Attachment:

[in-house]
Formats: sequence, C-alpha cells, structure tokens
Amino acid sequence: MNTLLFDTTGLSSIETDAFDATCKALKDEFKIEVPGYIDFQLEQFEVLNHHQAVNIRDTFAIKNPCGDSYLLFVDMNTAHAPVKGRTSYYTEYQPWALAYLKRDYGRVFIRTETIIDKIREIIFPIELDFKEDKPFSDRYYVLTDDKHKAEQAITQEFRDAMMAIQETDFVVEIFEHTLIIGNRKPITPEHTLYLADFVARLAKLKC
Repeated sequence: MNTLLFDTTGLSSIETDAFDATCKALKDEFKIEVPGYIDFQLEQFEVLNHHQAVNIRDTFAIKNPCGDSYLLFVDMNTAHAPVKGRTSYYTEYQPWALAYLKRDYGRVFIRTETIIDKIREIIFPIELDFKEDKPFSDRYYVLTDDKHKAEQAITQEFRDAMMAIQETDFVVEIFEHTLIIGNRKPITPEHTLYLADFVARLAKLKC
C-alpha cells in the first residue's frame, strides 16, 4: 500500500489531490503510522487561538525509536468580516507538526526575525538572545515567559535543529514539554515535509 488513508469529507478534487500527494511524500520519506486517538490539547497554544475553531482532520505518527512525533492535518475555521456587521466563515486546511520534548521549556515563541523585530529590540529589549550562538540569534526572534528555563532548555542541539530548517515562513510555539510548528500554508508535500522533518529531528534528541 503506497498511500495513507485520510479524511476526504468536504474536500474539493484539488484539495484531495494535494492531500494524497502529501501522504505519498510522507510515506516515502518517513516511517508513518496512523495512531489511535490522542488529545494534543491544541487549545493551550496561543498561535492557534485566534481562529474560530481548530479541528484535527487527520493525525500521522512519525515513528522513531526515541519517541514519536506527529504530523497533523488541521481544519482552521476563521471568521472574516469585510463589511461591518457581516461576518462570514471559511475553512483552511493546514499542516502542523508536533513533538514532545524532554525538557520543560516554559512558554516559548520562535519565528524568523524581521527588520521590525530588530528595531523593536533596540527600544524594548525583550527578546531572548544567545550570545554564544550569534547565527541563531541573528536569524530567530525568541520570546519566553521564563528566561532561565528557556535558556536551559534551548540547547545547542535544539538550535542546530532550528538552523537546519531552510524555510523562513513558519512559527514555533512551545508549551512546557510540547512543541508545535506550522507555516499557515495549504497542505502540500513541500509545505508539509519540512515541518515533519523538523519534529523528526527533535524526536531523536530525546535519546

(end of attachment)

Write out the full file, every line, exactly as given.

[in-house]
Formats: sequence, C-alpha cells, structure tokens
Amino acid sequence: MNTLLFDTTGLSSIETDAFDATCKALKDEFKIEVPGYIDFQLEQFEVLNHHQAVNIRDTFAIKNPCGDSYLLFVDMNTAHAPVKGRTSYYTEYQPWALAYLKRDYGRVFIRTETIIDKIREIIFPIELDFKEDKPFSDRYYVLTDDKHKAEQAITQEFRDAMMAIQETDFVVEIFEHTLIIGNRKPITPEHTLYLADFVARLAKLKC
Repeated sequence: MNTLLFDTTGLSSIETDAFDATCKALKDEFKIEVPGYIDFQLEQFEVLNHHQAVNIRDTFAIKNPCGDSYLLFVDMNTAHAPVKGRTSYYTEYQPWALAYLKRDYGRVFIRTETIIDKIREIIFPIELDFKEDKPFSDRYYVLTDDKHKAEQAITQEFRDAMMAIQETDFVVEIFEHTLIIGNRKPITPEHTLYLADFVARLAKLKC
C-alpha cells in the first residue's frame, strides 16, 4: 500500500489531490503510522487561538525509536468580516507538526526575525538572545515567559535543529514539554515535509 488513508469529507478534487500527494511524500520519506486517538490539547497554544475553531482532520505518527512525533492535518475555521456587521466563515486546511520534548521549556515563541523585530529590540529589549550562538540569534526572534528555563532548555542541539530548517515562513510555539510548528500554508508535500522533518529531528534528541 503506497498511500495513507485520510479524511476526504468536504474536500474539493484539488484539495484531495494535494492531500494524497502529501501522504505519498510522507510515506516515502518517513516511517508513518496512523495512531489511535490522542488529545494534543491544541487549545493551550496561543498561535492557534485566534481562529474560530481548530479541528484535527487527520493525525500521522512519525515513528522513531526515541519517541514519536506527529504530523497533523488541521481544519482552521476563521471568521472574516469585510463589511461591518457581516461576518462570514471559511475553512483552511493546514499542516502542523508536533513533538514532545524532554525538557520543560516554559512558554516559548520562535519565528524568523524581521527588520521590525530588530528595531523593536533596540527600544524594548525583550527578546531572548544567545550570545554564544550569534547565527541563531541573528536569524530567530525568541520570546519566553521564563528566561532561565528557556535558556536551559534551548540547547545547542535544539538550535542546530532550528538552523537546519531552510524555510523562513513558519512559527514555533512551545508549551512546557510540547512543541508545535506550522507555516499557515495549504497542505502540500513541500509545505508539509519540512515541518515533519523538523519534529523528526527533535524526536531523536530525546535519546